The Dynamic Mosaic Disturbance and Development of Antarctic Benthic Communities

The continental shelf is the platform for many of the planet’s most productive ecosystems but it is exposed to high disturbance. At high latitudes, massive grounded ice sheets have extended and retreated during glaciations whilst at lower latitudes sea level changes alternately emerse it as land or deepen it below the euphotic zone. The magnitude, frequency and mode of disturbances differ around the planet and in this chapter we describe these for the the Antarctic region, where icebergs and the highest wind speeds and wave heights in the world result in communities in a continuous cycle of disturbance and recolonization. Concepts of disturbance, colonization and early development or succession have been a source of considerable interest to ecologists for more than a century but now, with increasing realisation that the world’s coastal areas are facing unprecedented and accelerating anthropogenic threats (Jackson et al.,2001) these concepts have assumed new importance.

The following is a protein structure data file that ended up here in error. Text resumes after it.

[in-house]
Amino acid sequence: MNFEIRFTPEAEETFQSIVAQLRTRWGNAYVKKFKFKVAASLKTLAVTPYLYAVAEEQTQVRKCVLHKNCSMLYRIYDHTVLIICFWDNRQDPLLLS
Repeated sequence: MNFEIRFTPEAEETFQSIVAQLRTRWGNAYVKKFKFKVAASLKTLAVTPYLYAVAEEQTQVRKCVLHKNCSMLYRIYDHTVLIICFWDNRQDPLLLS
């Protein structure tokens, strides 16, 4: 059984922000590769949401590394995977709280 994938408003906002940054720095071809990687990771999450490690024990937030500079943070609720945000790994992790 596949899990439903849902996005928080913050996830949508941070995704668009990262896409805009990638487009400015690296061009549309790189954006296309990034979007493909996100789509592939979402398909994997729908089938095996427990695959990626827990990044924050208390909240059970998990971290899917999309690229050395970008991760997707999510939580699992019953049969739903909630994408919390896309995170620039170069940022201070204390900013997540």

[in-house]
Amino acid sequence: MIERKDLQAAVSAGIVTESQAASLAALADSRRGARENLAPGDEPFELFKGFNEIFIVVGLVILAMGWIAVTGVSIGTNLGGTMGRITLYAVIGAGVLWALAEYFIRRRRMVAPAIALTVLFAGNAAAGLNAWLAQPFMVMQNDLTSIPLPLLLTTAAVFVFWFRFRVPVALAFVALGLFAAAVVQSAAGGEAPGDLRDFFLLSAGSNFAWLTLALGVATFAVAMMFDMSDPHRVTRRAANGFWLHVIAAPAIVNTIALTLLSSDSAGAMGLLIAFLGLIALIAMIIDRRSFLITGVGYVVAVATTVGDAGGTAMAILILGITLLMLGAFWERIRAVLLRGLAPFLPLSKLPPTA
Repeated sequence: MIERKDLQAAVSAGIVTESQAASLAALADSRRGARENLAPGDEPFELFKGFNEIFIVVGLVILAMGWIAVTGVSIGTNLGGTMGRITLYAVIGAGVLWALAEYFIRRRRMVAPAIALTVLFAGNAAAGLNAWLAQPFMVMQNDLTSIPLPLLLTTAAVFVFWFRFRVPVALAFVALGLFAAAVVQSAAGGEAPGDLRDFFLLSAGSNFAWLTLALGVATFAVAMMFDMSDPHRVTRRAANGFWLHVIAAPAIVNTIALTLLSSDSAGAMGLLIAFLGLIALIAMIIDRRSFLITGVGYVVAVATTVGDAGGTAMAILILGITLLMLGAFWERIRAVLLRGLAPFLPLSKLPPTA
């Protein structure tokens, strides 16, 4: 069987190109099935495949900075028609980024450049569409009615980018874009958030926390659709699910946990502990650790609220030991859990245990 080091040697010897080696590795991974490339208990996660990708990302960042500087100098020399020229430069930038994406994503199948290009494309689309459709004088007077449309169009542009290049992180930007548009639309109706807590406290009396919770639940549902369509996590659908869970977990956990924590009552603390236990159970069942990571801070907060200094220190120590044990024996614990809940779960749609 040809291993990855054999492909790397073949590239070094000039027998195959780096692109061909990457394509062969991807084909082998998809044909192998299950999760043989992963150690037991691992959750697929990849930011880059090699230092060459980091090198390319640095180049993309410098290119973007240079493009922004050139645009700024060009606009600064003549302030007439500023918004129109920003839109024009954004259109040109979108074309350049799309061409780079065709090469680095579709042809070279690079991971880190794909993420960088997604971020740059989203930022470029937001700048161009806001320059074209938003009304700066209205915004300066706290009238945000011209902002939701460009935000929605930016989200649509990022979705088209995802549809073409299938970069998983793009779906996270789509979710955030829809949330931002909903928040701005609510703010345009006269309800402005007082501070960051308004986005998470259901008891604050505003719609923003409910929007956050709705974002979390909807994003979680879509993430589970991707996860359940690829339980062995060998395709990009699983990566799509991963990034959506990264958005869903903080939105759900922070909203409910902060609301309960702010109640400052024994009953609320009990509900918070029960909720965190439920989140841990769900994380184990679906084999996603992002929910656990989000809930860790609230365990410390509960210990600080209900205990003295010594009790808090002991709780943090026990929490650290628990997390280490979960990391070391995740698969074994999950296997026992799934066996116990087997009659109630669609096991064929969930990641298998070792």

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Authors: Barnes, David K.A., Conlan, Kathleen E.

Editors: Rogers, Alex D., Johnston, Nadine M., Murphy, Eugene J., Clarke, Andrew

On this site: Andrew Clarke, David Barnes, Eugene Murphy, Nadine Johnston
1 January, 2012
In: Rogers, Alex D., Johnston, Nadine M., Murphy, Eugene J., Clarke, Andrew (eds.). Antarctic Ecosystems: An Extreme Environment in a Changing World, Blackwell Publishing, 255-290.
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